Iran hits back after Trump claims it is planning Iraq attacks

Patrick Wintour Diplomatic editor
Photograph: Ammar Salih/EPA

Iran’s military and diplomatic leadership has hit back at Donald Trump’s claims that its proxies were planning a sneak attack on US bases in Iraq, claiming Tehran only ever acts in self-defence and has no proxies in Iraq, only allies.

The US and Iran are already at loggerheads over the impact of US sanctions on Tehran’s ability to fight the coronavirus pandemic, and the threat of a military attack on the US is likely to widen the dispute. The Iranian army chief of staff, Mohammad Bagheri, said the recent spate of attacks on US bases in Iraq were nothing to do with Iran, but were “a natural response by the Iraqi people”. He said US forces were being closely monitored minute by minute and any US attack would produce the most severe response.

Trump on Wednesday said Iran or its proxies planned a sneak attack on American targets in Iraq, prompting the Iranian foreign minister, Javad Zarif, to hit back, tweeting: “Don’t be mislead [sic] by usual warmongers,” adding that “Iran has FRIENDS: No one can have MILLIONS of proxies. Unlike the US which surreptitiously lies, cheats & assassinates.”

It was not immediately clear what intelligence Trump had obtained to prompt him to issue his tweet on Wednesday, but he said: “Upon information and belief, Iran or its proxies are planning a sneak attack on US troops and/or assets in Iraq. If this happens, Iran will pay a very heavy price, indeed!”

At a subsequent press conference he indicated the US’s likely target would be Kata’ib Hezbollah, saying the US had “very good information on the group planning the attack”. He added: “It was led by Iran, not necessarily Iran, but by groups supported by Iran, but that to me is Iran.”

Esmail Ghaani, the head of Iran’s expeditionary Quds force, started a visit to Baghdad this week, the first since his predecessor Qassem Suleimani was killed by a US drone. Ghaani is hoping to unite the Shia factions, and the visit is seen as a test of whether he can match the famed influence of Suleimani.

Suleimani was killed on 3 January along with Abu Mahdi al-Muhandis, the founder of Kata’ib Hezbollah, at Baghdad airport on the US president’s orders.

Three separate militia attacks in the span of a week have struck Camp Taji and Basmaya bases, killing three coalition servicemen, including two Americans, and a British servicewoman. Trump said the last US reprisals for those assaults had involved five separate attacks, and the US was ready to mount a bigger assault. In the past few days, the US announced the withdrawal of troops from several Iraqi military bases and their deployment to Ain al-Asad and other bases near Erbil in the Iraqi-Kurdish autonomous region.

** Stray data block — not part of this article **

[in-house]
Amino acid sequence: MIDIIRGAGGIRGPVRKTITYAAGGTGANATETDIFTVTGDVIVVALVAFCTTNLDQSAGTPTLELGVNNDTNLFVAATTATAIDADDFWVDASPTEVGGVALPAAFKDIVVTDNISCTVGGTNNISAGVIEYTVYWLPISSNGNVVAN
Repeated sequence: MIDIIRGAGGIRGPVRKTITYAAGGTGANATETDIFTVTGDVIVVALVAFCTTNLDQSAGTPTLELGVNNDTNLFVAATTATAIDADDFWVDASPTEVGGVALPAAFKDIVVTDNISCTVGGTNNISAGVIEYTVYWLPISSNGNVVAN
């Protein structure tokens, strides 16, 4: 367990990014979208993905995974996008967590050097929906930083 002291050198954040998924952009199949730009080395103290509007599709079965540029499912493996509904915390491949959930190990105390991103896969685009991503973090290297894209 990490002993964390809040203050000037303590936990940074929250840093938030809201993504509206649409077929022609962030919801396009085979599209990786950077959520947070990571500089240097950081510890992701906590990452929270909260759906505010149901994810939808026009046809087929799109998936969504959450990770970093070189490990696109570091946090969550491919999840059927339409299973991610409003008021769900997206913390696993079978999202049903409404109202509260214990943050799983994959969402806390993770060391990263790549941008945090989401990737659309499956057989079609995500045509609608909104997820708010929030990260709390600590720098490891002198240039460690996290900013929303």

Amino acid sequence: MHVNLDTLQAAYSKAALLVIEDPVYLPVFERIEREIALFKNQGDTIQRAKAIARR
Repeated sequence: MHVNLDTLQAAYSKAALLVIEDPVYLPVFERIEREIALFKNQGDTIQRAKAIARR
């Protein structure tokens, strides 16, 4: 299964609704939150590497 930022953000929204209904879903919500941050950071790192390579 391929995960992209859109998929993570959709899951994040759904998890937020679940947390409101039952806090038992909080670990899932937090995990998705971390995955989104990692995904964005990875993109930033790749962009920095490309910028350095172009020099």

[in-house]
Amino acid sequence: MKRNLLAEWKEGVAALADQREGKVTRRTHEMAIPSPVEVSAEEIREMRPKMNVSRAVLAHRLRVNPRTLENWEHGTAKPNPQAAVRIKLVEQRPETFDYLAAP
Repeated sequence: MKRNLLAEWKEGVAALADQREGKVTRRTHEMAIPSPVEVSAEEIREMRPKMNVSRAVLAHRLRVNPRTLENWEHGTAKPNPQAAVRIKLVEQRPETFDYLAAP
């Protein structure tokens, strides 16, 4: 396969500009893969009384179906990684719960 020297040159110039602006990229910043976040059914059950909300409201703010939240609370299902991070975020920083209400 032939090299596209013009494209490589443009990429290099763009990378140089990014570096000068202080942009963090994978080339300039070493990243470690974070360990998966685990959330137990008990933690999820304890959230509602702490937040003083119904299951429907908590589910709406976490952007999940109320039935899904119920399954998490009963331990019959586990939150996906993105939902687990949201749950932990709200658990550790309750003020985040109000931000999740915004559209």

The US has also been building its defences at the bases by installing Patriot missiles.

The confrontation comes as the president finds himself under growing domestic pressure to relax sanctions on Iran, with senior Democrats in Congress backing the call, as well as the former deputy national security adviser Ben Rhodes, and media such as the New York Times and the Washington Post.

Trump said he believed Iran wanted to make a deal, but had been given very bad advice by John Kerry, adding that the former US secretary of state had “violated the Logan Act 100%” . The Logan Act bars US citizens from unofficially negotiating with a foreign power with which the US is in dispute.

Trump said he thought Iran wanted a deal, and channels existed for it to negotiate such an agreement. He said: “Their economics are shot. They’ve got a lot of bad things going. I think they’d like to make a deal. They can get it settled very quickly. No nuclear weapons. They can’t have nuclear weapons. It’s very simple.”

The latest Iranian health ministry figures showed the total number infected by coronavirus had reached 50,469, with the number of deaths at 3,160. New infections in the past 24 hours stood at 2,875 – the fourth day of small declines in succession, and a possible sign that the disease may have peaked. There were 124 deaths in the previous 24 hours. The health ministry said it was not yet close to containing the disease, although in some provinces the number of recoveries was exceeding the number of new infections.

The Iranian president, Hassan Rouhani, said the government would decide on Sunday for how long to extend the current restrictions on travel and shops. In a prediction that contradicted his previous claim that the disease would be beaten within a fortnight, he warned the disease may survive for months or even a further year.